“Yes, Matilda,” exclaimed the youth, madly heedless of the past, while he rivetted his gaze upon her dazzling loveliness with such strong excitement of expression as to cause her own to sink beneath it, “your own Gerald— your slave kneels before you,” and he threw himself at her feet.
“And what punishment does not that slave merit?” she asked, in a tone so different from that in which she had addressed her supposed domestic, that Gerald could scarcely believe it to be the same. “What reparation can he make for having caused so much misery to one who loved and cherished him so well. Oh! Gerald, what days, what nights of misery, have I not passed since you so unkindly left me.” As she uttered the last sentence, she bent herself over the still kneeling form of her lover, while her long dark hair, falling forward, completely enveloped him in its luxuriant and waving folds.
“You will be mine, Matilda,” at length murmured the youth, as he sat at her side on the sofa, to which on rising he had conducted her.
“Yours, only yours,” returned the American, while she bent her face upon his shoulder. “But you know the terms of our union.”
Had a viper stung him, Gerald could not have recoiled with more dismay and horror from her embrace. Again the features of Matilda became colorless, and her brow assumed an expression of care and severity.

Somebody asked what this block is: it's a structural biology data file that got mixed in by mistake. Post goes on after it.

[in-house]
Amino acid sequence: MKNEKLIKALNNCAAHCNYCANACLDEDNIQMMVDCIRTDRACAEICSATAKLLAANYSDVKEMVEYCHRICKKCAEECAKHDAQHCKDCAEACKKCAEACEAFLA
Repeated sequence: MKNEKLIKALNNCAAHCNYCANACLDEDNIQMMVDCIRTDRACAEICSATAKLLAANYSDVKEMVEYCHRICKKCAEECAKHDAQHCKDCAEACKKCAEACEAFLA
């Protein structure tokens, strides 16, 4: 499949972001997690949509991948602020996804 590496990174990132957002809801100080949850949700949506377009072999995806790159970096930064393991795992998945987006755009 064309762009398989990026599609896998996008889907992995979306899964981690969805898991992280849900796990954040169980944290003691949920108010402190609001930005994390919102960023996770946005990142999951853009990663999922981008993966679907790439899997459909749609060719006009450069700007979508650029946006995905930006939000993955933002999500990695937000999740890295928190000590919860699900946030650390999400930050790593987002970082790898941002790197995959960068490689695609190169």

“Then, if not to fulfil that compact, wherefore are you here?” and the question was put half querulously, half contemptuously.
“Chance, Destiny, Fate,—call it what you will,” cried Gerald, obeying the stronger impulse of his feelings, and clasping her once more to his beating heart. “Oh! Matilda, if you knew how the idea of that fearful condition has haunted me in my thoughts by day, and my dreams by night, you would only wonder that at this moment I retain my senses, filled as my soul is with maddening—with inextinguishable love for you.”
“And do you really entertain for me that deep, that excessive passion you have just expressed,” at length observed Matilda, after some moments of silence, and with renewed tenderness of voice and manner, “and yet refuse the means by which you may secure me to you for ever?”
“Matilda,” said Gerald, with vehemence, “my passion for you is one which no effort of my reason can control; but let me not deceive you—it is now one of the senses.”
An expression of triumph, not wholly unmingled with scorn, animated the features of Matilda. It was succeeded by one of ineffable tenderness.
“We will talk of this no more tonight, Gerald, but tomorrow evening, at the same hour, be here: then our mutual hopes, and fears, and doubts shall be then realized or disappointed, as the event may show. Tomorrow will determine if, as I cannot but believe, Destiny has sent you to me at this important hour. It is very singular,” she added, as if to herself, her features again becoming deadly pale—“very singular, indeed!”